The 700 Club with Pat Robertson

Linda Mintle

Licensed Clinical Social Worker

Regent University professor

Former adjunct professor, Wheaton College

Former assistant professor, Eastern Virginia Medical School, Norfolk, VA

Married to Norm, 2 children - Matthew and Kaitlyn

Ph.D., Old Dominion, Norfolk, VA

B.A., MSW, Western Michigan University, Kalamazoo, MI

A Daughter's Journey Home
(Integrity Publishers, 2004)

Dr. Linda Mintle: Healing Mother-Daughter Relatioships

By The 700 Club Mothers and Daughters

"I love my mother, but sometimes she drives me crazy!" There is no doubt that the mother/daughter bond is a powerful one, capable of shaping our lives forever and taking us into the future with clear notions about love, family, and connections. It is also loaded with potential to annoy or enrich you.

Dr. Linda Mintle says it is possible to have a meaningful adult relationship with your mom. She says the mother-daughter relationship is the perfect arena to develop and practice relationship building skills that form and shape every other relationship in a woman's life because the mother-daughter bond is such a close one. It's so close in fact, that you can't just forgive and forget the past. The more you learn to make peace and find a meaningful connection with your mom, the richer other relationships will be.

Linda recalls that much of her therapy practice was spent helping women deal with mother-daughter issues. Whether the relationship was great, terrible, or somewhere in between, women have areas that need to be worked through in order to develop intimacy in all their relationships. Even though it may first appear that "mom" is the root of all of a daughter's problems, Linda says this is not so. Her goal is to help women understand their moms so that they won't blame them for everything and can actually have empathy for them.

Linda warns young men to look at a girl's mom. She says that whether the girl had a good or bad relationship with her mom doesn't change the fact that in many ways he will be marrying the mom. Much of whom the mother is or was comes out in whom the daughter is. But a woman's hope is that once she is aware of some of the influencing factors of her mother-daughter relationship, she can begin to change those things that need to be changed in herself.

Linda tackles the issue of mother-daughter relationships with the tools of her trade as a Licensed Clinical Social Worker and with the firsthand experience of being a daughter. She says she and her mom now have a good relationship, but they have had to work at it. Linda says they are both strong women with thoughts and ideas of their own. Linda learned to apply professional training to her own situation to break down her own attitudes and resistance to a good relationship with her mom.

Simple Effective Tips to Improve Mother-Daughter Relations

" Don't try to get others on your team. You decide how you feel without outside validation.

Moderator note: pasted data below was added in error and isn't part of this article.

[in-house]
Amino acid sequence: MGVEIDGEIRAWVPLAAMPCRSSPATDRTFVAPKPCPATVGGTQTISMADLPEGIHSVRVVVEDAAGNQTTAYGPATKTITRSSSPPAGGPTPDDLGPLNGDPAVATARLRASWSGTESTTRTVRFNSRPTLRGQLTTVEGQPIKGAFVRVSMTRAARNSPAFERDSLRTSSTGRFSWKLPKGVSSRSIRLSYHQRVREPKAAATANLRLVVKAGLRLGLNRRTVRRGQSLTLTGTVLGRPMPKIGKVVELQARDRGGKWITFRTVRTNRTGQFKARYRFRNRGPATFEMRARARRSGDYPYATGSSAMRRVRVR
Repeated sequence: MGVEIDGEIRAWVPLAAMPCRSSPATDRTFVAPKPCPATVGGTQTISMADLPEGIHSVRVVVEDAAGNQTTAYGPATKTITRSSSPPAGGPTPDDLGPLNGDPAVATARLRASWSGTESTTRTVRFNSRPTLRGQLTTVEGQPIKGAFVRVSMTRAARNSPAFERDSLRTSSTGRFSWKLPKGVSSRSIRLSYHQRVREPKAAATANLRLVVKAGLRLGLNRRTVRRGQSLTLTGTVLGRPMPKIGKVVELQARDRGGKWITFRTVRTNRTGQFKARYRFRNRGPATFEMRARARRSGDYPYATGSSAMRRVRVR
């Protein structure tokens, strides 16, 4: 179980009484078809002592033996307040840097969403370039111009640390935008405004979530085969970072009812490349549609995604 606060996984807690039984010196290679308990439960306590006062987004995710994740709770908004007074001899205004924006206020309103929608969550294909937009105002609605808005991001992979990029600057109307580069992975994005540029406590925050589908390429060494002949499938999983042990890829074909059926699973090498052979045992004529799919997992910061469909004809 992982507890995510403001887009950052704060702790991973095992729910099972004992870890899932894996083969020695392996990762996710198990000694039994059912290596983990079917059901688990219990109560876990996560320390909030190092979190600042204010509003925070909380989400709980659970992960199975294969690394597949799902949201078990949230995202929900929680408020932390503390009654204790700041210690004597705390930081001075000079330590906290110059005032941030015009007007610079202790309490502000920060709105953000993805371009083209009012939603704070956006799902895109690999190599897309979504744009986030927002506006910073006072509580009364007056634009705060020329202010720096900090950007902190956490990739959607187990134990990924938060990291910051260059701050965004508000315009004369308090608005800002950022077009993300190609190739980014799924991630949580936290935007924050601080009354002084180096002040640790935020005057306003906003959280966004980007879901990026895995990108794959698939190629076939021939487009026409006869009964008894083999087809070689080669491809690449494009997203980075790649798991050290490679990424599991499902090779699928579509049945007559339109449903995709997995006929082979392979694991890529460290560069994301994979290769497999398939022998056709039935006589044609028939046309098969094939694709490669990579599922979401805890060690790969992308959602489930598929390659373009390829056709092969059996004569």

" Change for yourself, not because someone else thinks you should or is pressuring you to change.
" Don't underestimate your mother's reaction. She may object to changes in the relationship. That doesn't mean you're wrong to make the change.
" Keep your visits limited and focused. This helps you hold onto your own sense of self.
" Write out your thoughts in a letter or rehearse a conversation using a chair so that you can put your thoughts together.

Once you have a better sense of yourself, you can learn to be more empathetic, listen better, consider your mother's worth as a person, be concrete in communicating rather than talking about feelings or vague issues, and allow yourself to see a wider, more fair view of who your mother is and was. All these tips will help you improve communication with your mom and help you to interact healthily.

Having a Child of Your Own

One big equalizing factor for many adult daughters is when they have a child of their own, particularly if that child is a girl. According to Linda, having a child or children of your own usually creates more empathy for mom. When an adult daughter begins to grasp what her mother went through and how really tough parenting can be, she can then begin to have more grace for her mother, and forgiveness and acceptance can follow.

Biblical Foundation

Linda builds on principles in God's Word as the foundation on which her counsel stands. She reminds us that although the oneness we had with our moms before birth is the closest to oneness with God, human relationships will always have flaws. A daughter's yearning for intimacy and closeness is ultimately one that only God can truly satisfy. And she reminds us as we contemplate our own journey home, to look for the expressions of God's love outlined in 1 Corinthians 13 as we mother and are mothered. She says love opens up possibilities. Because of love, we can and should make the journey home again.

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